The composition of a linked list based queue is often setup like a regular linked list, but utilizing a tail node in addition to the head node representing the back and the front of the queue respectively. Additionally, the data structure often utilizes a size variable to quickly tell the length of the queue and check if the queue is empty or full.

Basic Queue Operations

So far there have been two methods of queues touched on: enqueue and dequeue. These two operations encapsulate the vast majority of queue functionality. As mentioned, we will be implementing a queue using a linked list approach.


The premise of enqueueing into a queue is as simple as adding the new element to the end of the list. In the linked list style queue, we call to the tail node, set it's next pointer to the new element being enqueued, and set the reference to the tail as the new element in the list.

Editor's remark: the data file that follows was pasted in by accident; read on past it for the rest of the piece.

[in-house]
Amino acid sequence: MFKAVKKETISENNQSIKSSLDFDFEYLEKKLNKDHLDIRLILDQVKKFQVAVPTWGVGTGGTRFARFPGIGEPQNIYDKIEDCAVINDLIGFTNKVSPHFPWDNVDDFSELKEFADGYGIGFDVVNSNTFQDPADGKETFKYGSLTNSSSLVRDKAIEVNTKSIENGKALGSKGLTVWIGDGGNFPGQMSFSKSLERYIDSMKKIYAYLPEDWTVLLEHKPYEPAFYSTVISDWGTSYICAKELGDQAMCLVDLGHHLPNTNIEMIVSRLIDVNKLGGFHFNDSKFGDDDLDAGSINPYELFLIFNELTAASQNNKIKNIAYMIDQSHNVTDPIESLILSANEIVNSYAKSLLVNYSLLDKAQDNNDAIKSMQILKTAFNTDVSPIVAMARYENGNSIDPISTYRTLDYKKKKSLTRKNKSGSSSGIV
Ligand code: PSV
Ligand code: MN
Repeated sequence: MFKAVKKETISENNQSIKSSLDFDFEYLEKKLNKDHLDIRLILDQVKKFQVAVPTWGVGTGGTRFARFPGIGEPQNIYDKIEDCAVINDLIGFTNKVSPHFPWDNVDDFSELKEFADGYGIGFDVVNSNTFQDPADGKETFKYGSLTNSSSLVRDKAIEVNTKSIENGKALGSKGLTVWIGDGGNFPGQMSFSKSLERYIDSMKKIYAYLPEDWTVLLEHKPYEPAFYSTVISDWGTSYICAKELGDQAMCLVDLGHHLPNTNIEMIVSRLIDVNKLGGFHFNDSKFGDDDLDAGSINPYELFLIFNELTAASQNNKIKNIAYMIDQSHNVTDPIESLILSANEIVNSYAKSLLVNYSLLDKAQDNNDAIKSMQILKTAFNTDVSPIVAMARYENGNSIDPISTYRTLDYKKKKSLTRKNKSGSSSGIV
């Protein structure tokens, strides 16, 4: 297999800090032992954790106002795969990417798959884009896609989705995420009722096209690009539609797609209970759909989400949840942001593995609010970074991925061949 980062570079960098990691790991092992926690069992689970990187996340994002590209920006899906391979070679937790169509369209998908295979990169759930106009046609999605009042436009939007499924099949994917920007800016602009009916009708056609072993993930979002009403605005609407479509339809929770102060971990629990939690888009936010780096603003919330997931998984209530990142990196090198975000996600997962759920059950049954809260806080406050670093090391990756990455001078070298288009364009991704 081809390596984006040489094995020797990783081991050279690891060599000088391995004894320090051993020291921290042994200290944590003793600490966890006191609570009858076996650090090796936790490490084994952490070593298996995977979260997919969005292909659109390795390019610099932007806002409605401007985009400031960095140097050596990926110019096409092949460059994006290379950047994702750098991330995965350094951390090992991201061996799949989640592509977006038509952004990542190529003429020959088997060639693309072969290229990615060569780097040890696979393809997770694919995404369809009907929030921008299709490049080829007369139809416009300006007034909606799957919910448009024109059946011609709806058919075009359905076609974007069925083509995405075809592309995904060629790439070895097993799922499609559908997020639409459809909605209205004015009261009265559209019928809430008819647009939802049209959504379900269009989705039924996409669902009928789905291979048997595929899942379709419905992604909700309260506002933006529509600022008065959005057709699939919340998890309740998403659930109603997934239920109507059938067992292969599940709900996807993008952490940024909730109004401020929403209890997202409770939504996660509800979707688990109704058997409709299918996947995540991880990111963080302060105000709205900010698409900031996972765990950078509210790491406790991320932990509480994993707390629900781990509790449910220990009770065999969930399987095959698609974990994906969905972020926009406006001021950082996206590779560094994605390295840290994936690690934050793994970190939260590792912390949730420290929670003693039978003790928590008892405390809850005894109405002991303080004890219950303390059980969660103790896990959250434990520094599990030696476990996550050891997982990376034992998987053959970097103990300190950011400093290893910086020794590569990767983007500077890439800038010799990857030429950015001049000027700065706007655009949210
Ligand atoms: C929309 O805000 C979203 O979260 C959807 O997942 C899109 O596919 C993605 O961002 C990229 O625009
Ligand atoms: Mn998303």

Enqueue follows a similar logic pattern as the addLast function in a doubly linked list, except we do not need to worry about setting any previous pointers. As such, we can expect this operation to take O(1) time as opposed to a traditional O(n) time that would be incurred without the use of a tail node.

In implementation, there is an additional edge case where the queue may currently be empty, and if so, then a new node is created that represents both the head and the tail of the queue until another element is added (or the element is dequeued). Visualizing this in pseudo code looks like the following:

/* pseudo-code */
// The front and back of the queue references.
Node head;
Node tail;
// the size of our current queue.
int size;

function enqueue(int value){
    // Cover the base case.
    if( queue is empty ) {
        // Insert a new node at the 'end'
        tail = new Node(value);
        // Set the front to the same point as the end.
        head = tail;
        // Increment the size.